The Utes are a better fit. They’re the kind of research institution that the Pac-10 prefers. Some say they are more “liberal” in their approach to academics, and that’s true, too. Their way of doing business is more in line with what Pac-10 schools do. As for athletics, football in particular, Utah’s accomplishment in winning two BCS bowls since 2005 is remarkable.
BYU, conversely, is conservative and is owned not only by a church, but a church that supported Proposition 8, that won’t allow its teams to play on Sunday, and that keeps a watchful eye on the academic pursuits of its professors. While it’s a stellar institution that’s extremely difficult for students to get into, it’s more limited in graduate-level research. It’s a terrific university, but a different one — unlike any in the Pac-10.
When I worked in Los Angeles, I talked with a number of Pac-10 athletic directors who were in favor of getting BYU into the league because whenever their teams played the Cougars, thousands of more tickets were sold. Had it been up to them, BYU would be in. The holdup was with certain school presidents, for the aforementioned reasons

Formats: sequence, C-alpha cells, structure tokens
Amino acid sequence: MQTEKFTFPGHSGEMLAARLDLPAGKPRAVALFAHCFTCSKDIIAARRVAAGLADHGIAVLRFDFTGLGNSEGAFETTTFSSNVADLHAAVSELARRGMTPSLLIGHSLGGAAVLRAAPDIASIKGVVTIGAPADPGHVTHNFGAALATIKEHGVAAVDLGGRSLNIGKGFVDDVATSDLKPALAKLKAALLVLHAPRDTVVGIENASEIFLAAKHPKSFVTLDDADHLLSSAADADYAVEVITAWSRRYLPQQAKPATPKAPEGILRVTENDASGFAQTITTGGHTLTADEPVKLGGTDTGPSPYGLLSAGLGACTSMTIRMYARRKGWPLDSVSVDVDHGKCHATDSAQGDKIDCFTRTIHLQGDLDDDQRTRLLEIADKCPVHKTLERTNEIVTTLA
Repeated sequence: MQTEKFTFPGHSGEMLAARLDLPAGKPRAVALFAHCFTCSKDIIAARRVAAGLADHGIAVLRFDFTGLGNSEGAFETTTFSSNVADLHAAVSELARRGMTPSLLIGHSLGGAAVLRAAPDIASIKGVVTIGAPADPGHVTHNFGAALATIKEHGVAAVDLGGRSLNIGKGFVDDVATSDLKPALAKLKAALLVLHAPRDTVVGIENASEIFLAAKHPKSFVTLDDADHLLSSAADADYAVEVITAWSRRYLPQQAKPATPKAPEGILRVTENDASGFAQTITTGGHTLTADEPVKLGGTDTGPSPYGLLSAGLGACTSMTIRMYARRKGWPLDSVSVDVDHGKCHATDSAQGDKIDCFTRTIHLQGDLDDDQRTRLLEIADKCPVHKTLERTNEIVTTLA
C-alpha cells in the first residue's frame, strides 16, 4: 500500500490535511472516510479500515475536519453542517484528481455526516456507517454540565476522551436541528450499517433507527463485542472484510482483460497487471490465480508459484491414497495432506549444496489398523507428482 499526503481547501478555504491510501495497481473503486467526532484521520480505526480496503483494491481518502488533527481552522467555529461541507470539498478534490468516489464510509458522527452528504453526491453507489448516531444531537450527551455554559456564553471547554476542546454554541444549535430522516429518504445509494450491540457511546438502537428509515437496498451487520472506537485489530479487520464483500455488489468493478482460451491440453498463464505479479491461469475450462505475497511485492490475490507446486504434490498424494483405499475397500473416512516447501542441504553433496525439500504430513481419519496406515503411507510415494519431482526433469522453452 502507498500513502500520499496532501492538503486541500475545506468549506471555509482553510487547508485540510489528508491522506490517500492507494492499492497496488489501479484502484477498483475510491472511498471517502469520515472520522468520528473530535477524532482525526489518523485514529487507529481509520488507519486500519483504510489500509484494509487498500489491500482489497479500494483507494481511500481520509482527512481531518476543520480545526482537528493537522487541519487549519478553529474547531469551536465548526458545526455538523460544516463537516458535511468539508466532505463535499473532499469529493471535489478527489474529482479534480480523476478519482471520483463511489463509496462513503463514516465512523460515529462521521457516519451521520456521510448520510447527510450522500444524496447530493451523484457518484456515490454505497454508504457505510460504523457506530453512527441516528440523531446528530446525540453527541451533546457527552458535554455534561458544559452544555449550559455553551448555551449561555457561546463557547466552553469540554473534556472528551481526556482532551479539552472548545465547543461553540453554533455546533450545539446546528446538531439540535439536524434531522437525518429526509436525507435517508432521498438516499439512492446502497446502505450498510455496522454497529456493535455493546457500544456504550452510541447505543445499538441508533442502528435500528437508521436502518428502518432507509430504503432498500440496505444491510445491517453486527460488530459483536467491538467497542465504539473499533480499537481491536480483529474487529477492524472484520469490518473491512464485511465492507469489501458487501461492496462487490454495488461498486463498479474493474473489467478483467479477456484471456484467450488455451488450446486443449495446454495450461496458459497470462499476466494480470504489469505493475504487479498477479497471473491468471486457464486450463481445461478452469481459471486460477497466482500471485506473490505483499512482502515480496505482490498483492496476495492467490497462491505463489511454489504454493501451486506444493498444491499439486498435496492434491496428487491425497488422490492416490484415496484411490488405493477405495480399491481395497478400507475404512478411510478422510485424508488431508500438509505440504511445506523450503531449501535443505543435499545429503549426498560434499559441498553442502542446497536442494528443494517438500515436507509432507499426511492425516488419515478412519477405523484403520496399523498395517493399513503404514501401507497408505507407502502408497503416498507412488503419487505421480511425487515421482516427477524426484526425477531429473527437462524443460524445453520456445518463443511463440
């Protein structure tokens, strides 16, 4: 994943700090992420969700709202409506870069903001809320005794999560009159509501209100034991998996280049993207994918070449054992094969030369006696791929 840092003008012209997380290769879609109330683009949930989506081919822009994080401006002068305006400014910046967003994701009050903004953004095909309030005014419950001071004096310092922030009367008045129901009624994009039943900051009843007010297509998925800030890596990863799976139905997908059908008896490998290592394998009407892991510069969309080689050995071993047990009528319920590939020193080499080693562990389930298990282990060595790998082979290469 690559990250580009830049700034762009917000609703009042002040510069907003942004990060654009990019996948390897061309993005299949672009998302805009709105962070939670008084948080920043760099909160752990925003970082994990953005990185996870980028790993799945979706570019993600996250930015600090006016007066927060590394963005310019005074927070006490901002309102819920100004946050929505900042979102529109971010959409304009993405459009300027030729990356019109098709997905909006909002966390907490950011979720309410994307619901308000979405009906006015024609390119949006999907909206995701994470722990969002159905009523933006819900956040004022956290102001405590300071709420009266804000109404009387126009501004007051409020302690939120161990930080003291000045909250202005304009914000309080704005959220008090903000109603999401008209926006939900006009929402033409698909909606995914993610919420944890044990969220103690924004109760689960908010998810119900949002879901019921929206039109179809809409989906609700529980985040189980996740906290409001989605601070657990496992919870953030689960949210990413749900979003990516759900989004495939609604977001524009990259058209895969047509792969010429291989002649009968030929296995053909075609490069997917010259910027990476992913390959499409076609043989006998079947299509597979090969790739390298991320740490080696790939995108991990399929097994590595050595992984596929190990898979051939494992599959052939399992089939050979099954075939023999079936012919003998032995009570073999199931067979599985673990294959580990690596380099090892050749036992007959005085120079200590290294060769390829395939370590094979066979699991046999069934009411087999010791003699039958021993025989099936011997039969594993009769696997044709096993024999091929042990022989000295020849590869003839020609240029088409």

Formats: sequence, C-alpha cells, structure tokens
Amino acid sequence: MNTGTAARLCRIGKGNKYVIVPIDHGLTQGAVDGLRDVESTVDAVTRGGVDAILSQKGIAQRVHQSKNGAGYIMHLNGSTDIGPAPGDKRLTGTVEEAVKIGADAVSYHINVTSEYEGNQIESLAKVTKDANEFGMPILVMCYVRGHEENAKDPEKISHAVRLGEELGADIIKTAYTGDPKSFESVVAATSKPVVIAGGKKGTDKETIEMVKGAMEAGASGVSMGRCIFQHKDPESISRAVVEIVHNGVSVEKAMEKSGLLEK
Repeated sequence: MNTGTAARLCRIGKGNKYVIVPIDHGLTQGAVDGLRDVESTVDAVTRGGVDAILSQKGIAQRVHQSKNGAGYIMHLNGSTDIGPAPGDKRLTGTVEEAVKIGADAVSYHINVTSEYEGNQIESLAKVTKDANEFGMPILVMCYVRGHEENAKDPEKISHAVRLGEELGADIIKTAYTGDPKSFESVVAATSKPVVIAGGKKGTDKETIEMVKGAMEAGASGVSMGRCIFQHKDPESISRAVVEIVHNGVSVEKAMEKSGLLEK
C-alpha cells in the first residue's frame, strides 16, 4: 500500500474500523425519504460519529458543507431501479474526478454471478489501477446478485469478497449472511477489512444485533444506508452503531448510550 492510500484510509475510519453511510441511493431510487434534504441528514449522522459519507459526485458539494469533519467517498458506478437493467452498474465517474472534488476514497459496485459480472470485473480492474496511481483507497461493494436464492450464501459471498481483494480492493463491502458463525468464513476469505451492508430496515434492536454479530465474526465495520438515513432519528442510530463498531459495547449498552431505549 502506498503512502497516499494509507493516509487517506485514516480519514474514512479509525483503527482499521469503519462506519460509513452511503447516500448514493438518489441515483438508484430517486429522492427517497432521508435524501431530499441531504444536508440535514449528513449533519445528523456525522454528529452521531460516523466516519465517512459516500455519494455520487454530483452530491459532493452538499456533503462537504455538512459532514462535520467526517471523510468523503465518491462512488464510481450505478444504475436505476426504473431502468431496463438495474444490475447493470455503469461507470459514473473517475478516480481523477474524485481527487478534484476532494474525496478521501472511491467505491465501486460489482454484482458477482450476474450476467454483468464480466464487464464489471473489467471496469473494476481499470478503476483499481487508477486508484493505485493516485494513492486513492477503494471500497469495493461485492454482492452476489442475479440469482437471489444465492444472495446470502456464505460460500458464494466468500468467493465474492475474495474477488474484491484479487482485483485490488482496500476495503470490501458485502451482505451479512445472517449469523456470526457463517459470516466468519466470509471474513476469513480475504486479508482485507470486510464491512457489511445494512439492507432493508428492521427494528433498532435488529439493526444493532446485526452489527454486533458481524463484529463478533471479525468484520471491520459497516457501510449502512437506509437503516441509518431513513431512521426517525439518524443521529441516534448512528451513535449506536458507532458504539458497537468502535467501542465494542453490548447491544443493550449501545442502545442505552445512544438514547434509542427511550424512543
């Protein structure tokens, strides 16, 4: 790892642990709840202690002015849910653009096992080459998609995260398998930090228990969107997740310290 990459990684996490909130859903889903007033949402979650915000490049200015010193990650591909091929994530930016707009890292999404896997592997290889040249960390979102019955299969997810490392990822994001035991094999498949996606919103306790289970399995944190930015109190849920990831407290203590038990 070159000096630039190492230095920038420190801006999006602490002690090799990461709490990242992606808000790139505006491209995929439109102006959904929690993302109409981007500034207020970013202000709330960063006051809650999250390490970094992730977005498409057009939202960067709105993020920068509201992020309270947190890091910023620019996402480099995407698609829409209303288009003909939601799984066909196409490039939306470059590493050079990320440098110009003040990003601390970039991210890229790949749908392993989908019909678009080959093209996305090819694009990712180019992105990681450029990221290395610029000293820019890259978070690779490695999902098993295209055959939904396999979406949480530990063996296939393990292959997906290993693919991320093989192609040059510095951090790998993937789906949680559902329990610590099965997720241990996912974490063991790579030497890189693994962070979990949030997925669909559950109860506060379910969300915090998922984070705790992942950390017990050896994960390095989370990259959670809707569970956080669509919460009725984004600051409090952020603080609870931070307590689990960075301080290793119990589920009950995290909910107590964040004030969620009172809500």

While many complain that athletics weaken research and teaching at College Football Factory Schools, this suggests that College Football not only offers Research I schools more money for research, it helps support and maintain a certain academic culture necessary for research.
Update: to see how academic standards fall short at BYU, read this on how Jeffrey Nielsen, a non-tenure track professor was fired for his freedom of speech.